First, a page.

Photo Credits: I found all sorts of advice-related paraphernalia on ETSY. “Take my advice, I’m not using it” sign available from pattisprimitives. “Watch Your Step” ID holder available from FrouFrouToo. “Eat Your Veggies” pillow available from alexandraferguson’s.

10 Responses to “88. Telling Folks What They Ought to Do”

  1. TrixiesMom March 22, 2011 at 7:38 pm #

    I was subjected to plenty of Northeastern-style unsolicited advice in my life, but the best? “Don’t have sex with someone you don’t love.” It served me well from the time I got it, about age 25, when I had been married for 2 years, until now, married 21 years. You just never know when this kind of advice will come in handy.

    • Kim Holloway March 23, 2011 at 10:05 pm #

      That reminds me of something Sweet Potato Queen Jill Conner Browne wrote: “Always wear pretty underwear, on account of you just never know.”

  2. littlecackles March 23, 2011 at 5:39 am #

    The “best” advice Southerners give? How to properly raise your children. And it almost always starts off like this, “Well, it’s been a day or two… but when my John John was HIS age….” yep. I LOVE that kind of advice.

    • Kim Holloway March 23, 2011 at 10:07 pm #

      Thankfully, I’ve managed to avoid that whole category of unsolicited advice.

  3. 2blu2btru March 23, 2011 at 8:13 am #

    The best would probably it’s easier to maintain than to recover…especially when it comes to weight and credit. Similar, delayed gratification. The worst unsolicited advice could have been “get your psychology degree instead of English literature” after I’d met all the major requirements for English literature already and had set out a year. I never would have graduated. I’ve also been told how to lose weight, catch a husband (which always makes me think of hiding in the bushes with a tranquilizer gun, running after scared, fleeing men), do my hair, what to wear, where to go to school, how to breathe (yes, that’s a real one)…clearly, my family is Southern and I now live in the South; it’s a blessing and a curse. I’m sure I’ll think of all the really funny ones after I post this.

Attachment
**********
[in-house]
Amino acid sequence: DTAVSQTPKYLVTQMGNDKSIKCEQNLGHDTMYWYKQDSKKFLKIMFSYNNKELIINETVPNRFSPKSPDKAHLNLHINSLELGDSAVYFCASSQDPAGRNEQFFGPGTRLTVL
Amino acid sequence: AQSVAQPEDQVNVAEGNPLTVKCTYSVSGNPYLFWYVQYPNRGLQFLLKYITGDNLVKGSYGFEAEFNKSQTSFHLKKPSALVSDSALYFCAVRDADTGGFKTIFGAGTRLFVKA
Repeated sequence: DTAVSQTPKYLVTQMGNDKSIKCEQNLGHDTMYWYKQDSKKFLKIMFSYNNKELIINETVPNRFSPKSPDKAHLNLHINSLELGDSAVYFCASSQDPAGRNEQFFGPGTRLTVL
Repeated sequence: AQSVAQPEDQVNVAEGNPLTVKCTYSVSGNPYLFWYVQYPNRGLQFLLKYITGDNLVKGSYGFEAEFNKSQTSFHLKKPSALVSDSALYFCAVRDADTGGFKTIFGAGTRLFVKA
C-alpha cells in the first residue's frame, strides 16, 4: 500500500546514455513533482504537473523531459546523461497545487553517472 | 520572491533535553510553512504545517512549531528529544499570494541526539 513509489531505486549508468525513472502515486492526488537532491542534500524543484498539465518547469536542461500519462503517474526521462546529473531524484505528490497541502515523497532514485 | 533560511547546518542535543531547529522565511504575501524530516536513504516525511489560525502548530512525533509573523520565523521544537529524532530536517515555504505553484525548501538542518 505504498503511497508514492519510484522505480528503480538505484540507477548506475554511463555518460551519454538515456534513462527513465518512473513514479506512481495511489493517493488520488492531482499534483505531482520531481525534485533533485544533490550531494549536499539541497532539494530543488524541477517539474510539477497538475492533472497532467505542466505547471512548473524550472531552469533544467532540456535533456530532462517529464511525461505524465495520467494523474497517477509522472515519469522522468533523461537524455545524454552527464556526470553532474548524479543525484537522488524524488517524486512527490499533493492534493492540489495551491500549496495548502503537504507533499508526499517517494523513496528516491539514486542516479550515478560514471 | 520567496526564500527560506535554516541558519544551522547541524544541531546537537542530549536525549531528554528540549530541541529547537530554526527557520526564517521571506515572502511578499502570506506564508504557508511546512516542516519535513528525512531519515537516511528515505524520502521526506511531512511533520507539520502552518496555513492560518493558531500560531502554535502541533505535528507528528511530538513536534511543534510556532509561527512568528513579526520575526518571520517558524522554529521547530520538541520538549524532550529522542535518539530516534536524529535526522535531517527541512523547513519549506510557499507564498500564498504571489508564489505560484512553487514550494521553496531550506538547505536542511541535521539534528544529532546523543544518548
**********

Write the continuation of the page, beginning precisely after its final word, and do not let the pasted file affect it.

• Kim Holloway March 23, 2011 at 10:14 pm #

      LOL! I love your tranquilizer gun scenario. There’s a B movie plot just waiting to be written.

      Only a Southerner would have the audacity to tell someone that they’re breathing the wrong way!

  4. Mary-Louise-Wehunt March 23, 2011 at 10:42 am #

    Oh Hear! Oh Hear! The Southern’s favorite pastime . . . (falling off my chair over this post dearest. It’s so dead on!)

    • Kim Holloway March 23, 2011 at 10:14 pm #

      Thanks! Glad you liked it!

  5. Renee Mason March 23, 2011 at 1:20 pm #

    Kim, that ‘advice’ sign is so perfect; I will have to get it for The Spousal Unit’s desk. He’s from Georgia and he can spend hours of every day giving me mucho unsolicited advice about diet, nutrition, exercise, none of which he utilizes himself!!! Naturally.

    • Kim Holloway March 23, 2011 at 10:24 pm #

      Yep. I think Jesus said it best: “Why do you see the speck that’s in your brother’s eye and not notice the log that’s in your own?”